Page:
I don't remember what day it was, the name of the village, or who else was in the room. But I remember it being a sober morning. Just after breakfast I took my turn at radio watch. We had a camera set up to watch a village a few miles away. Not quite satellite resolution, the kind that can not only see you sunbathe from geosynchronous orbit, but count every individual hair you missed the last time you shaved your legs. This one just showed us where people were and more or less what they were doing from several miles away.
The village was essentially third world flyover country. There were a few others you could run to in a few hours. But getting to anything like a market was probably several days by donkey cart. On the few occasions we bothered to visit, they were friendly, but asked us to leave them alone. Anyone seen in earshot of an American in uniform was going to spend some time getting yelled at and maybe slapped around by Taliban. And that was for those they didn't think were snitching.
We didn't have the people to protect the village and everyone knew it, so we left them alone for the most part. Kept an eye on them, but left them alone.
Then that morning we saw a crowd on the camera. One of those worth noting in the logs but not worth waking anyone up deals, since they weren't openly carrying weapons or moving tactically or anything. What they did do was lead some poor bastard to a gate on the outskirts of the village and hanged him from it.
Again, nothing we could do about it, some miles away. Oh, if we really wanted to, we probably could have rolled out. And then what? Assuming we didn't hit mines and IED's in the road and have further problems before we even get there. We had nowhere to put him, no way to protect his family, none of that country's authorities anywhere in the same valley.
We didn't even know what he was being strung up for. Maybe someone thought he was spying for us. He might have been gay. He might have raped his chai boy and found the only village that cared enough to do something about it. He might have screwed over someone in a business deal. I'll never know.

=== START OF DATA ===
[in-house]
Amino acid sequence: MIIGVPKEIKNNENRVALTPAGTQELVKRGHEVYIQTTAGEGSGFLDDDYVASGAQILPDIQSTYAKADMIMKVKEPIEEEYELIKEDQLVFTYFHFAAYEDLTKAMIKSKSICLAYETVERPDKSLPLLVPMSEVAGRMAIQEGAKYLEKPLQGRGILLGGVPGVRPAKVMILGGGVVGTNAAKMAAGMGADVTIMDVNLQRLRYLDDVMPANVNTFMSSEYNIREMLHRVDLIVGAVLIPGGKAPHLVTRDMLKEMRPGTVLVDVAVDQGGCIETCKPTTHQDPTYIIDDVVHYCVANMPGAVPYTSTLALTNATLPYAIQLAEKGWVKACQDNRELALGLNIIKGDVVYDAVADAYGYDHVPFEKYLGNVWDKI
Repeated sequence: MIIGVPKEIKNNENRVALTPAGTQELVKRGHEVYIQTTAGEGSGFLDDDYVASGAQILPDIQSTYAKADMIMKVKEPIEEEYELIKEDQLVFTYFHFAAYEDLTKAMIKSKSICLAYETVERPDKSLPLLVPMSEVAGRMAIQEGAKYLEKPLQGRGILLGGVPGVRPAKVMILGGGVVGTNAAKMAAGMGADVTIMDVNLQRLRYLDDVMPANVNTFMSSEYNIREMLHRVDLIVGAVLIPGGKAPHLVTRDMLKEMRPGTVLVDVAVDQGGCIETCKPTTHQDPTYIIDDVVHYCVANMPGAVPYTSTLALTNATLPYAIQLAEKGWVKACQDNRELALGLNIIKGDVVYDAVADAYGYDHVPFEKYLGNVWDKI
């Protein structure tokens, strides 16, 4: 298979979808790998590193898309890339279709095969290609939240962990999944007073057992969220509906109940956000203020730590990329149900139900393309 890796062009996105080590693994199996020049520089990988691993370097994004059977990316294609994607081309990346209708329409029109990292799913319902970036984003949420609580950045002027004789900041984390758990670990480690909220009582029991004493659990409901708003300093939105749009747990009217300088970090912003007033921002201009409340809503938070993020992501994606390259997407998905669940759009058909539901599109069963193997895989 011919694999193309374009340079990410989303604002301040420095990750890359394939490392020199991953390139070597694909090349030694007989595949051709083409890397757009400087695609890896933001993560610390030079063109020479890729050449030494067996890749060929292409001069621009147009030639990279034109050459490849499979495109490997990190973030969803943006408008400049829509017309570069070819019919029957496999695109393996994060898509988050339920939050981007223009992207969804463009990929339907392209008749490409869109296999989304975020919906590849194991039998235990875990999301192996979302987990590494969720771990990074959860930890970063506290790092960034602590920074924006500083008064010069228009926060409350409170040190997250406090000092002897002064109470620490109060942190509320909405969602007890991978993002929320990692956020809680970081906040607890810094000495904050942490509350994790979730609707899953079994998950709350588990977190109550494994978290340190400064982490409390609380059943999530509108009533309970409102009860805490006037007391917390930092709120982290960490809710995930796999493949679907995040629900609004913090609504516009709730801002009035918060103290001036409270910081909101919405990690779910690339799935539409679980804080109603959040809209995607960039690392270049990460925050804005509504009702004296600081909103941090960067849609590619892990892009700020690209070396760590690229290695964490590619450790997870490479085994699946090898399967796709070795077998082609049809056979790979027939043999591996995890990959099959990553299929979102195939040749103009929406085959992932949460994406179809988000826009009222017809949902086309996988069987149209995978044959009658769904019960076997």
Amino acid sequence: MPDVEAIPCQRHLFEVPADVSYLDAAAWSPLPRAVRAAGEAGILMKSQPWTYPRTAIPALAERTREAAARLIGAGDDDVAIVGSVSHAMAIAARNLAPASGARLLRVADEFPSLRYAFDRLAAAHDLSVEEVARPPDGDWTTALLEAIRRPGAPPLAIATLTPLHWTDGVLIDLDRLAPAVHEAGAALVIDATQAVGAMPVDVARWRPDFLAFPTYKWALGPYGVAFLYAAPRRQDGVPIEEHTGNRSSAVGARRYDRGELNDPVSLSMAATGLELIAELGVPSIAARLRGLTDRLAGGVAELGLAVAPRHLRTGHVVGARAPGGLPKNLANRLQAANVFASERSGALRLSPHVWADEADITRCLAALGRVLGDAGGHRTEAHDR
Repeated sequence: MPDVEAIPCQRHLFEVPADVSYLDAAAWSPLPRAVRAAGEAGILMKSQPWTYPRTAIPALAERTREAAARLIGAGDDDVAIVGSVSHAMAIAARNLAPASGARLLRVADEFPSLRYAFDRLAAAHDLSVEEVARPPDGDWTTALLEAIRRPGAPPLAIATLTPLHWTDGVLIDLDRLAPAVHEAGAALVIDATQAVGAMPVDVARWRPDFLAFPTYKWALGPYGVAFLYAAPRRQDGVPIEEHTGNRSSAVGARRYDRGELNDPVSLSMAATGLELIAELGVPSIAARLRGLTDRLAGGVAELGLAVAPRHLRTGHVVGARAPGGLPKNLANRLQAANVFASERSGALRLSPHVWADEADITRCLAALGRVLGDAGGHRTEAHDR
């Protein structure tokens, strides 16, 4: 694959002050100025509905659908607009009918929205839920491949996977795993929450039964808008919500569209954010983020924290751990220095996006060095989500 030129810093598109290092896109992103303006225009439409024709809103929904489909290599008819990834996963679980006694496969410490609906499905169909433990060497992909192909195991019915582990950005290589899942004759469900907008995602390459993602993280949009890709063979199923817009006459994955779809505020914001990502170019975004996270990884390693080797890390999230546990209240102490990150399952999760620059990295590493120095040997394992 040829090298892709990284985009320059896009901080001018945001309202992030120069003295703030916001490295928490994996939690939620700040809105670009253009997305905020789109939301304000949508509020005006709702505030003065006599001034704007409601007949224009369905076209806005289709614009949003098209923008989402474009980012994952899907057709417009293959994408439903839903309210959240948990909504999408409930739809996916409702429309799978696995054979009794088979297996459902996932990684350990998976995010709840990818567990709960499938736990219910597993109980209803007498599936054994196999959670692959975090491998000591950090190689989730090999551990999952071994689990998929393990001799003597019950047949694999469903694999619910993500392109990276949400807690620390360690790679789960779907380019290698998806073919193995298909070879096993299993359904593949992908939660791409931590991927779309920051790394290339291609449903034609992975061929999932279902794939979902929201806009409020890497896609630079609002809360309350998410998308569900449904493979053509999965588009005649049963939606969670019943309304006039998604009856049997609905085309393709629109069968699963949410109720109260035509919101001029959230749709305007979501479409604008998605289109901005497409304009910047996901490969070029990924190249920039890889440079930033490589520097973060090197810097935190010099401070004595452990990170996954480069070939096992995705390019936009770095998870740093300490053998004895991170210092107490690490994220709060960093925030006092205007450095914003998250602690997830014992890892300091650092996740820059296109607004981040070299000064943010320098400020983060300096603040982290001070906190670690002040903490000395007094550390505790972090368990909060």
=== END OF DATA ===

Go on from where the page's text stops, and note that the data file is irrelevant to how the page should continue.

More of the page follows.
No torches, no pitchforks, no celebratory gunfire. No audio, so I couldn't tell you what or if they were shouting. Mostly illiterate farmers, so no way to make signs and no reason to wave them. Just a farming village, late enough in the morning that the animals had been fed and watered. Taking time out of their day to hang one of their own.
The job done, they all just dispersed. There was work to be done and plenty of day left.
By lunch someone had cut him down. I'll say this much for third world shitholes I've visited, they don't fuck around when it comes to taking care of the dead.
A decade later, and it's the mundanity of it all that gets me. A community coming together to lynch one of their own, and putting less effort into it than changing a tire, and about as much further remarks on it.
This is why I get so persnickety, I think, when people blow off steam with threats of violence.
I don't care where you are on the political spectrum. I don't care what your battle cry is.
I care that you're either not noticing or not admitting how close we are to that kind of mundane savagery.
And how easily any one of us could wind up on either end of the rope.
Pratchett might have said it better in Small Gods.
"'I remember, before I was blind, I went to Omnia once. And in your Citadel I saw a crowd stoning a man to death in a pit. Ever seen that?'
'It has to be done,' Brutha mumbled. 'So the soul can be shriven and-'
'Don't know about the soul. Never been that kind of philosopher,' said Didactylos. 'All I know is, it was a horrible sight.'
'The state of the body is not-'
'Oh, I'm not talking about the poor bugger in the pit,' said the philosopher. 'I'm talking about the people throwing the stones. They were sure all right. They were sure it wasn't them in the pit. You could see it in their faces. So glad it wasn't them in the pit that they were throwing just as hard as they could.”
I'm not saying It's necessarily a bad thing to be outraged.
I'm saying the ability to stop before you start picking up rocks is something that should be practiced on the regular. At least as regularly as giving voice to your outrage is, for a start.